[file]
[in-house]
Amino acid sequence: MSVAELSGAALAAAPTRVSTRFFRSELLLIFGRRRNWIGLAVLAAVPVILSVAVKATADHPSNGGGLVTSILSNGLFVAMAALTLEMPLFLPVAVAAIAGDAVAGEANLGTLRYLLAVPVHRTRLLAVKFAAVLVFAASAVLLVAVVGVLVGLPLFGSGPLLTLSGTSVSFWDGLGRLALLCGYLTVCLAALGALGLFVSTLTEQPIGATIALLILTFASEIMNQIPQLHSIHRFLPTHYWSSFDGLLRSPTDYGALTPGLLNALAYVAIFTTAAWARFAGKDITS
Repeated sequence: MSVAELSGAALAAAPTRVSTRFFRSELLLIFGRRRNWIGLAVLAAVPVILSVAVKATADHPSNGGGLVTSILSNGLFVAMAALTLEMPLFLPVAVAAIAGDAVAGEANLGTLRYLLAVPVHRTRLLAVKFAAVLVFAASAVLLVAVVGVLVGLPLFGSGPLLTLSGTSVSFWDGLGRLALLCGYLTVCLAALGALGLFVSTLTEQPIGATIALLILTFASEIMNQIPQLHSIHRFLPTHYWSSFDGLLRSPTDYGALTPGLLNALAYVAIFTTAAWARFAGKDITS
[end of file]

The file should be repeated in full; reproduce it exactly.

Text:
[in-house]
Amino acid sequence: MSVAELSGAALAAAPTRVSTRFFRSELLLIFGRRRNWIGLAVLAAVPVILSVAVKATADHPSNGGGLVTSILSNGLFVAMAALTLEMPLFLPVAVAAIAGDAVAGEANLGTLRYLLAVPVHRTRLLAVKFAAVLVFAASAVLLVAVVGVLVGLPLFGSGPLLTLSGTSVSFWDGLGRLALLCGYLTVCLAALGALGLFVSTLTEQPIGATIALLILTFASEIMNQIPQLHSIHRFLPTHYWSSFDGLLRSPTDYGALTPGLLNALAYVAIFTTAAWARFAGKDITS
Repeated sequence: MSVAELSGAALAAAPTRVSTRFFRSELLLIFGRRRNWIGLAVLAAVPVILSVAVKATADHPSNGGGLVTSILSNGLFVAMAALTLEMPLFLPVAVAAIAGDAVAGEANLGTLRYLLAVPVHRTRLLAVKFAAVLVFAASAVLLVAVVGVLVGLPLFGSGPLLTLSGTSVSFWDGLGRLALLCGYLTVCLAALGALGLFVSTLTEQPIGATIALLILTFASEIMNQIPQLHSIHRFLPTHYWSSFDGLLRSPTDYGALTPGLLNALAYVAIFTTAAWARFAGKDITS